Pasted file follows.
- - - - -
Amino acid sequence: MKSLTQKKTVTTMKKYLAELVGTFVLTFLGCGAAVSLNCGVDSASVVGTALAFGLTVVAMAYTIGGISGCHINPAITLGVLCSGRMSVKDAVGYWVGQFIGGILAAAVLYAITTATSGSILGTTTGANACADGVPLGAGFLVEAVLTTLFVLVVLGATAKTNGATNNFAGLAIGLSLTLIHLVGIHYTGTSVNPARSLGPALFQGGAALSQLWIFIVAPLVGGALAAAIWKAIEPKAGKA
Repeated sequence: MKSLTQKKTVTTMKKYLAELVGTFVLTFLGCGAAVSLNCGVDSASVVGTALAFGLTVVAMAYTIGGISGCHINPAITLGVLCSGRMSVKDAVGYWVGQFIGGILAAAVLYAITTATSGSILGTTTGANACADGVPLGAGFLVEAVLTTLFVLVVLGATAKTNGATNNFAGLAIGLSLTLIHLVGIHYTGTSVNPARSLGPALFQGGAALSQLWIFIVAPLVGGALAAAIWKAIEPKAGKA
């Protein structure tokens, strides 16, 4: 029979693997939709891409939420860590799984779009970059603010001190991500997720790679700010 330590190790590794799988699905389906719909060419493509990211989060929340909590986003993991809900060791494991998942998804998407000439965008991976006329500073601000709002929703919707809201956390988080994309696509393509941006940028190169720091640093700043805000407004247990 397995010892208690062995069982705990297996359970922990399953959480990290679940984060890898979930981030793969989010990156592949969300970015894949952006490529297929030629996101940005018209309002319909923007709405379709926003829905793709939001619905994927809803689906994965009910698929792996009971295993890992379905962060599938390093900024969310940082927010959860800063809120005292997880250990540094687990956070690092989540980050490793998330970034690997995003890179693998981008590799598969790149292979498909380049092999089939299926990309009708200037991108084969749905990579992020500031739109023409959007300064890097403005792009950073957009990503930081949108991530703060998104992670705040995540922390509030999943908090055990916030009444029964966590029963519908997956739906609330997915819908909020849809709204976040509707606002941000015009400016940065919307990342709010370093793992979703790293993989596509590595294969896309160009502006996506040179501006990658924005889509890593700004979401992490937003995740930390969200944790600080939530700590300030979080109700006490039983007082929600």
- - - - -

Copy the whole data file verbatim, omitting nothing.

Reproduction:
Amino acid sequence: MKSLTQKKTVTTMKKYLAELVGTFVLTFLGCGAAVSLNCGVDSASVVGTALAFGLTVVAMAYTIGGISGCHINPAITLGVLCSGRMSVKDAVGYWVGQFIGGILAAAVLYAITTATSGSILGTTTGANACADGVPLGAGFLVEAVLTTLFVLVVLGATAKTNGATNNFAGLAIGLSLTLIHLVGIHYTGTSVNPARSLGPALFQGGAALSQLWIFIVAPLVGGALAAAIWKAIEPKAGKA
Repeated sequence: MKSLTQKKTVTTMKKYLAELVGTFVLTFLGCGAAVSLNCGVDSASVVGTALAFGLTVVAMAYTIGGISGCHINPAITLGVLCSGRMSVKDAVGYWVGQFIGGILAAAVLYAITTATSGSILGTTTGANACADGVPLGAGFLVEAVLTTLFVLVVLGATAKTNGATNNFAGLAIGLSLTLIHLVGIHYTGTSVNPARSLGPALFQGGAALSQLWIFIVAPLVGGALAAAIWKAIEPKAGKA
């Protein structure tokens, strides 16, 4: 029979693997939709891409939420860590799984779009970059603010001190991500997720790679700010 330590190790590794799988699905389906719909060419493509990211989060929340909590986003993991809900060791494991998942998804998407000439965008991976006329500073601000709002929703919707809201956390988080994309696509393509941006940028190169720091640093700043805000407004247990 397995010892208690062995069982705990297996359970922990399953959480990290679940984060890898979930981030793969989010990156592949969300970015894949952006490529297929030629996101940005018209309002319909923007709405379709926003829905793709939001619905994927809803689906994965009910698929792996009971295993890992379905962060599938390093900024969310940082927010959860800063809120005292997880250990540094687990956070690092989540980050490793998330970034690997995003890179693998981008590799598969790149292979498909380049092999089939299926990309009708200037991108084969749905990579992020500031739109023409959007300064890097403005792009950073957009990503930081949108991530703060998104992670705040995540922390509030999943908090055990916030009444029964966590029963519908997956739906609330997915819908909020849809709204976040509707606002941000015009400016940065919307990342709010370093793992979703790293993989596509590595294969896309160009502006996506040179501006990658924005889509890593700004979401992490937003995740930390969200944790600080939530700590300030979080109700006490039983007082929600």